Step Three – Smoke the Pork Shoulder for Five Hours at 250°F
Set your smoker up with your favorite choice of wood chips, some that I would recommend would be hickory, cherry, and mesquite. Once it has been brought up to around 250°F you can add your pork shoulder and simply let it smoke for five hours. Of course you should monitor the temperature, keeping it anywhere from 225-275°F.
Step Four – Remove and Wrap the Pork Shoulder
An important (yet controversial) step when smoking a pork shoulder is to wrap the meat once its internal temperature reaches 160°F. Once the meat reaches this temperature it will begin to ‘sweat’ its juices, effectively cooling the meat down. This will prolong the cooking time by up to four hours! Because of this, we will be wrapping our pork shoulder with plenty of aluminum foil, making sure to seal each edge tightly in order to keep those wonderful juices inside. But before you do so, we are going to lightly brush or spray on a mixture of half apple juice and apple cider vinegar. It doesn’t take much, but adding this mixture will help the pork shoulder to retain its moisture during the final stretch of cooking. Now place the wrapped meat back into your smoker and continue cooking for another two to three hours, using a meat thermometer to determine when it reaches an internal temperature of 190°F.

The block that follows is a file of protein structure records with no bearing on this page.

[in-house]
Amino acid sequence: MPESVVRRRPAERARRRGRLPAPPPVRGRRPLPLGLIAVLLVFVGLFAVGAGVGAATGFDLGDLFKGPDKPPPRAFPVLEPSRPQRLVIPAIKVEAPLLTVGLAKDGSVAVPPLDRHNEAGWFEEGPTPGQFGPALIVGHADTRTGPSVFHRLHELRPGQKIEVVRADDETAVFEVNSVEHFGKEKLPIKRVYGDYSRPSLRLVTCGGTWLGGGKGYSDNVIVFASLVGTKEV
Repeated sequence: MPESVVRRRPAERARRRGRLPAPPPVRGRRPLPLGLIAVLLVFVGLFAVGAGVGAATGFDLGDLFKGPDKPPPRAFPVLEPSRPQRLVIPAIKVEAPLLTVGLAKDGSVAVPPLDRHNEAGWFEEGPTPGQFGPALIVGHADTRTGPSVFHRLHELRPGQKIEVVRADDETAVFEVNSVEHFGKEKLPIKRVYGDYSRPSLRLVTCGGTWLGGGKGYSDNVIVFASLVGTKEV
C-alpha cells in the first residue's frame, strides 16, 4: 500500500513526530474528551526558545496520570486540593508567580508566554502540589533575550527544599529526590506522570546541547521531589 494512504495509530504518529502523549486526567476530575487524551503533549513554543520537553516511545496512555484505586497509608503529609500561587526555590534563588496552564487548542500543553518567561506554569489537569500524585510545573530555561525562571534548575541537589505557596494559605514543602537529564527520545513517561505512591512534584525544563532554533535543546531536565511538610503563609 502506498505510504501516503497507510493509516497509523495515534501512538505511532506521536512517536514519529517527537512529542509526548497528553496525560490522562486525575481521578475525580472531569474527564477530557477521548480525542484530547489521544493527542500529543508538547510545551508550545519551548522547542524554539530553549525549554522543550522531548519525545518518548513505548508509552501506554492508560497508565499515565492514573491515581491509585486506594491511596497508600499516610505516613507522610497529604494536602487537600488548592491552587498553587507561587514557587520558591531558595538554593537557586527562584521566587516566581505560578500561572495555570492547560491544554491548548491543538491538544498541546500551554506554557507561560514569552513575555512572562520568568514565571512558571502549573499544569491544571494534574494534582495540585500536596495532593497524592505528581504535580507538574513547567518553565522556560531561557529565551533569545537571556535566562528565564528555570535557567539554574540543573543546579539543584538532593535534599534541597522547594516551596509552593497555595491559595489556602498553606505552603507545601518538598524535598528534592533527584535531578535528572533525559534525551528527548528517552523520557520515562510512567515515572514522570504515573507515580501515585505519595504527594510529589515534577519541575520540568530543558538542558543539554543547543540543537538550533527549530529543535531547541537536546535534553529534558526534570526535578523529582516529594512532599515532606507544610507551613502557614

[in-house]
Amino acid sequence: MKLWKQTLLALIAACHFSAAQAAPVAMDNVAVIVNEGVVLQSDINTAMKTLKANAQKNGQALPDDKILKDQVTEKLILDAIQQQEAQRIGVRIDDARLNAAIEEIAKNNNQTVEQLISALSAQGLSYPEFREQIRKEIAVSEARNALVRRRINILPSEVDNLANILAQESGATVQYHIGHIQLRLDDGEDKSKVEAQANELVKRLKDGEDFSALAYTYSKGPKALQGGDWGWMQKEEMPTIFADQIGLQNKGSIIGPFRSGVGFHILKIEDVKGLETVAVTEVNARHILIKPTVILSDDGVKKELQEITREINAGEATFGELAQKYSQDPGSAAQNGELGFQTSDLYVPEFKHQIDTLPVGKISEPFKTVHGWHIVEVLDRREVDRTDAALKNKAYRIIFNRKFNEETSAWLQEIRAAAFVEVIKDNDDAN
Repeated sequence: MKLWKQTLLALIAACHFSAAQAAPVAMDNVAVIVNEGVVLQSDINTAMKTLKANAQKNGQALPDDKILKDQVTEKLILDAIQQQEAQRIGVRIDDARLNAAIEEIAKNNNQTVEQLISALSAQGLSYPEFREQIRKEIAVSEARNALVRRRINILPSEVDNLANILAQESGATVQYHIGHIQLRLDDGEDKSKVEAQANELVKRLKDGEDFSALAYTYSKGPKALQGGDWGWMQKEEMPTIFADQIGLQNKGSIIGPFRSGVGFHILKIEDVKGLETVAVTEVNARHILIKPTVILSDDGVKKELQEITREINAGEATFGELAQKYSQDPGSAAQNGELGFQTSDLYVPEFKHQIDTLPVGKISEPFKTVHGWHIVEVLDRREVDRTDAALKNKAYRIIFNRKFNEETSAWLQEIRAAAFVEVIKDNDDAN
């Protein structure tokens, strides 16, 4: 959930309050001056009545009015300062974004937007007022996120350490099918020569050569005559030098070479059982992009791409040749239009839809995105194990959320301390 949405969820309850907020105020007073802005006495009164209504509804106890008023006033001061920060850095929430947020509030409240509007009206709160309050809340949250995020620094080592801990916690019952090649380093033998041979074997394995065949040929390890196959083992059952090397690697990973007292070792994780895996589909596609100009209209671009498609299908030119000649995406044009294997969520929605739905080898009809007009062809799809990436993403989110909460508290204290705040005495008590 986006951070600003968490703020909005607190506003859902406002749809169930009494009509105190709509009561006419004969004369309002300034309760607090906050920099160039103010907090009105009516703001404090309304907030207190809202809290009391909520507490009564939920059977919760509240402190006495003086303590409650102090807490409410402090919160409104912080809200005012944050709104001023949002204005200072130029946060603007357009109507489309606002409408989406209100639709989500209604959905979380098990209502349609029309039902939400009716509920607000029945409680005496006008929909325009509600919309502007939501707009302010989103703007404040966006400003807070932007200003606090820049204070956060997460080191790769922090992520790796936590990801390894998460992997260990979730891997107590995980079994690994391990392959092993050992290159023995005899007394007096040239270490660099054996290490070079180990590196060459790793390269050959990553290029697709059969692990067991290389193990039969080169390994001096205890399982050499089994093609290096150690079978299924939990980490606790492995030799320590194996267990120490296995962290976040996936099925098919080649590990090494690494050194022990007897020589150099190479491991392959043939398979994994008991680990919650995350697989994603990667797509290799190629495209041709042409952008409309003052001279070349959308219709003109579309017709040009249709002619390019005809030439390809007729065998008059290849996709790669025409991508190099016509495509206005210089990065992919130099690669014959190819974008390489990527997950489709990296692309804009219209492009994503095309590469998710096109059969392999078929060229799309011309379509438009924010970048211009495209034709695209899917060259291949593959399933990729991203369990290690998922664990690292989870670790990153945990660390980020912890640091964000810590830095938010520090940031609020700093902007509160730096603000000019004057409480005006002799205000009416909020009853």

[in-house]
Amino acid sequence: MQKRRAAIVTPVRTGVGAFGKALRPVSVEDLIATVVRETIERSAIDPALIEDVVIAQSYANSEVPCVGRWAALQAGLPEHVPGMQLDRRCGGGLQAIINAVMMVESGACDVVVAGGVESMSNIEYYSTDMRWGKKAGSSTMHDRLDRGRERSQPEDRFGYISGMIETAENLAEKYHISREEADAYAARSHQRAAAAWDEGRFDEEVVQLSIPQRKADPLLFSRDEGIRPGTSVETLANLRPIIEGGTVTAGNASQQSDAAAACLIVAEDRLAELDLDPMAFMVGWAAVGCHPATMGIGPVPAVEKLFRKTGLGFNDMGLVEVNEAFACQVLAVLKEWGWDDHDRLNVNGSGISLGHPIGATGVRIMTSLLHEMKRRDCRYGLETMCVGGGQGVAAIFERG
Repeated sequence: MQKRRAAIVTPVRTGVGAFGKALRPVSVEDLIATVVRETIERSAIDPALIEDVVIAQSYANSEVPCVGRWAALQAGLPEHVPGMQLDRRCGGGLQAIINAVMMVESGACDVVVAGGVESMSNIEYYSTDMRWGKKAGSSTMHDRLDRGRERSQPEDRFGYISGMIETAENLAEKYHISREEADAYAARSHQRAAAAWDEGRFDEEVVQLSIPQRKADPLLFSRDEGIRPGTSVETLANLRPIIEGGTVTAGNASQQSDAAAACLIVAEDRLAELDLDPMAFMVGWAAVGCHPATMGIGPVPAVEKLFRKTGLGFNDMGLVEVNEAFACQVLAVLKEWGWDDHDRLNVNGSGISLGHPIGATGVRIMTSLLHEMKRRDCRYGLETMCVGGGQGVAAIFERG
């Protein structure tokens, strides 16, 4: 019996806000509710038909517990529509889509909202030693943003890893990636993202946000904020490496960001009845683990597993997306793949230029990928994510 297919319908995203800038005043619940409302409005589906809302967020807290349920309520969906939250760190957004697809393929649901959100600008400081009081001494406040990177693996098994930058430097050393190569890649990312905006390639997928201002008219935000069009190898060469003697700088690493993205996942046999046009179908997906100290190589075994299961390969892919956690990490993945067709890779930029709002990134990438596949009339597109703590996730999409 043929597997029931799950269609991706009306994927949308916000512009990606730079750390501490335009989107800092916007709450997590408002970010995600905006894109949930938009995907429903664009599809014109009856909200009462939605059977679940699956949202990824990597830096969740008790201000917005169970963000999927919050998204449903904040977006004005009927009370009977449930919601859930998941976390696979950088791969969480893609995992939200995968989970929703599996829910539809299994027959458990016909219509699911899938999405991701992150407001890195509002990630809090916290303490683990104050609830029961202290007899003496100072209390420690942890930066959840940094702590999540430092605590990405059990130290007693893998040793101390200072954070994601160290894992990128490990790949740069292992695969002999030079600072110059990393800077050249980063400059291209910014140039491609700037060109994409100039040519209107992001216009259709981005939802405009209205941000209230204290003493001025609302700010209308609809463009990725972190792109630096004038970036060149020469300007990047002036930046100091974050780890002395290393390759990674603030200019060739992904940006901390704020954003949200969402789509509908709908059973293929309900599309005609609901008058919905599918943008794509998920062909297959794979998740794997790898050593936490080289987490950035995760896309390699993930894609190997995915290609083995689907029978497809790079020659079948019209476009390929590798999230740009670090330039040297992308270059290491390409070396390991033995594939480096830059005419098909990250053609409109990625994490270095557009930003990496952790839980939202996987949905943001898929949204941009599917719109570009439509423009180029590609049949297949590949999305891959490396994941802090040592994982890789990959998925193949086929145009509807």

Step Four – Prepare the Barbecue Sauce
Now this is where you can really play around with this recipe. You can add a vinegar-based sauce, a sweeter barbecue sauce, or even just mix the natural drippings back into the meat once it’s shredded. If you have a favorite brand of barbecue sauce, feel free to skip this step completely. In a saucepan combine the brown sugar, ketchup, apple cider vinegar, dijon mustard, salt, pepper, chili powder, and water. Cook this mixture over a very low heat, making sure to stir constantly to keep the sugar from burning. It should take around ten to twenty minutes for this sauce to reach its desired consistency, and can then be taken off of the heat and rested.